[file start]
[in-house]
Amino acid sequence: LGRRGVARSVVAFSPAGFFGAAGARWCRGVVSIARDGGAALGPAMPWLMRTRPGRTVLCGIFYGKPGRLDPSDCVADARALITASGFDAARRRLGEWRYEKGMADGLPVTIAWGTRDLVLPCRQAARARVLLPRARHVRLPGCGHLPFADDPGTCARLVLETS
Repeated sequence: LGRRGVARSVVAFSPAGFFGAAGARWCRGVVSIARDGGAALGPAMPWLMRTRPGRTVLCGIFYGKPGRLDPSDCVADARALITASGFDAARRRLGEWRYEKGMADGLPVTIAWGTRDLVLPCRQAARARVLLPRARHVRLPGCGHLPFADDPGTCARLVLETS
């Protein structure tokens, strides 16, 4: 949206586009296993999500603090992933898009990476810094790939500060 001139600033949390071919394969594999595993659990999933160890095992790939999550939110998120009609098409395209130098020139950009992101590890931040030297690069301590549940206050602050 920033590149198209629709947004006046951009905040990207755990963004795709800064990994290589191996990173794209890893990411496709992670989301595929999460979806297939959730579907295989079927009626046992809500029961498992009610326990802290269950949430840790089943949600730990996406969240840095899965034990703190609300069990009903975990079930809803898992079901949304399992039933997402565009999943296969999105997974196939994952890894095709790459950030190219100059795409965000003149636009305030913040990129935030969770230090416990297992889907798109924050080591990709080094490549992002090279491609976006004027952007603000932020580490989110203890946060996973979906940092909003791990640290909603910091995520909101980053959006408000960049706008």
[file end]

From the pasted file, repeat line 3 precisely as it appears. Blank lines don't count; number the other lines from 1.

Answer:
Repeated sequence: LGRRGVARSVVAFSPAGFFGAAGARWCRGVVSIARDGGAALGPAMPWLMRTRPGRTVLCGIFYGKPGRLDPSDCVADARALITASGFDAARRRLGEWRYEKGMADGLPVTIAWGTRDLVLPCRQAARARVLLPRARHVRLPGCGHLPFADDPGTCARLVLETS